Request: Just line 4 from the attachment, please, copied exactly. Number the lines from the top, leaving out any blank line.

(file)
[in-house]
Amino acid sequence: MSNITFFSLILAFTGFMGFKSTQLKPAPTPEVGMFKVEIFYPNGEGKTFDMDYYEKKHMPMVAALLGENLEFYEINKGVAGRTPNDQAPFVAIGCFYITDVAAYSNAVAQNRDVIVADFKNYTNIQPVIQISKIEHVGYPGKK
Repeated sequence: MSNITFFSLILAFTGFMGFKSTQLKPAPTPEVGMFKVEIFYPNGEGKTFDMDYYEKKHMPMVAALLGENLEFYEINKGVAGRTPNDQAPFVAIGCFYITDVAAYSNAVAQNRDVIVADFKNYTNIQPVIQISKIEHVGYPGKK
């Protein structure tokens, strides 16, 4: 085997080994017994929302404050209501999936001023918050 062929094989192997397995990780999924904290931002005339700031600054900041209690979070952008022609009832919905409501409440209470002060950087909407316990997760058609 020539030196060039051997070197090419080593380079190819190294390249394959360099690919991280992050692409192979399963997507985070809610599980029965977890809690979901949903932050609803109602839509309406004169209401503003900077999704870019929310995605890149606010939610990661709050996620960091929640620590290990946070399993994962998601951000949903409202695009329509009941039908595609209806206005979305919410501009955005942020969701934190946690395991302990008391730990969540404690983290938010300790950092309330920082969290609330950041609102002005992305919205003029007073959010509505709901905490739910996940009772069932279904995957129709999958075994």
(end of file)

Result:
């Protein structure tokens, strides 16, 4: 085997080994017994929302404050209501999936001023918050 062929094989192997397995990780999924904290931002005339700031600054900041209690979070952008022609009832919905409501409440209470002060950087909407316990997760058609 020539030196060039051997070197090419080593380079190819190294390249394959360099690919991280992050692409192979399963997507985070809610599980029965977890809690979901949903932050609803109602839509309406004169209401503003900077999704870019929310995605890149606010939610990661709050996620960091929640620590290990946070399993994962998601951000949903409202695009329509009941039908595609209806206005979305919410501009955005942020969701934190946690395991302990008391730990969540404690983290938010300790950092309330920082969290609330950041609102002005992305919205003029007073959010509505709901905490739910996940009772069932279904995957129709999958075994």